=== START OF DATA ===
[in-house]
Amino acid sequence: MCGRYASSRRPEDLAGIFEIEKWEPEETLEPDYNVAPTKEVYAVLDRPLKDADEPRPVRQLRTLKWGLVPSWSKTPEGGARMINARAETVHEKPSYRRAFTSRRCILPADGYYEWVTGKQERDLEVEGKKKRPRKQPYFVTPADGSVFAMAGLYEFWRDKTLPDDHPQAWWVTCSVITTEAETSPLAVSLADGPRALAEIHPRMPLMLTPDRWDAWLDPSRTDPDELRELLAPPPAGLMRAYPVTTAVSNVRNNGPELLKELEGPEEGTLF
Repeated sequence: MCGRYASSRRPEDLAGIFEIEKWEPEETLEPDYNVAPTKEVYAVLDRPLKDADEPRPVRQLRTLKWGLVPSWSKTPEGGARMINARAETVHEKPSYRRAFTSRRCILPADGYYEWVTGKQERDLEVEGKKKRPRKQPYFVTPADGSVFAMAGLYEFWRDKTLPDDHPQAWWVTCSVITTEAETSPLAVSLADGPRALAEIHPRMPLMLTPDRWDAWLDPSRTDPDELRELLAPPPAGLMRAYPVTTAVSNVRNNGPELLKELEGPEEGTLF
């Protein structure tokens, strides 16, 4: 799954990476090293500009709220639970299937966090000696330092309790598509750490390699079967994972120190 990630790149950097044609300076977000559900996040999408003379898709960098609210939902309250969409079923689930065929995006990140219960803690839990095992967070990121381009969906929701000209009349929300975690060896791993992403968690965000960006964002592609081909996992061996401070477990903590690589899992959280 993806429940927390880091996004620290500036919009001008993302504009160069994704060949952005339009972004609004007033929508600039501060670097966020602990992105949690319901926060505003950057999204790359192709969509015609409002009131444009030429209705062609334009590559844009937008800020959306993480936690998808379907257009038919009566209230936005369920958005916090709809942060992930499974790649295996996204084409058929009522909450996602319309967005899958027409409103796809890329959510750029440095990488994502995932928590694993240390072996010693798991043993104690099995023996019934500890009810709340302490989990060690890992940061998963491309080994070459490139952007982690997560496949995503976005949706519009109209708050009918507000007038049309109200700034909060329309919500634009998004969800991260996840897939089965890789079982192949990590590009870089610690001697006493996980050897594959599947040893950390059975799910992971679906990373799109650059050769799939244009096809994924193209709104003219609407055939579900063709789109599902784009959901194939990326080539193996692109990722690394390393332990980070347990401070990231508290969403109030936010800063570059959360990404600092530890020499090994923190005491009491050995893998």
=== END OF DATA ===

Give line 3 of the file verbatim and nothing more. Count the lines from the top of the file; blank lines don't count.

Repeated sequence: MCGRYASSRRPEDLAGIFEIEKWEPEETLEPDYNVAPTKEVYAVLDRPLKDADEPRPVRQLRTLKWGLVPSWSKTPEGGARMINARAETVHEKPSYRRAFTSRRCILPADGYYEWVTGKQERDLEVEGKKKRPRKQPYFVTPADGSVFAMAGLYEFWRDKTLPDDHPQAWWVTCSVITTEAETSPLAVSLADGPRALAEIHPRMPLMLTPDRWDAWLDPSRTDPDELRELLAPPPAGLMRAYPVTTAVSNVRNNGPELLKELEGPEEGTLF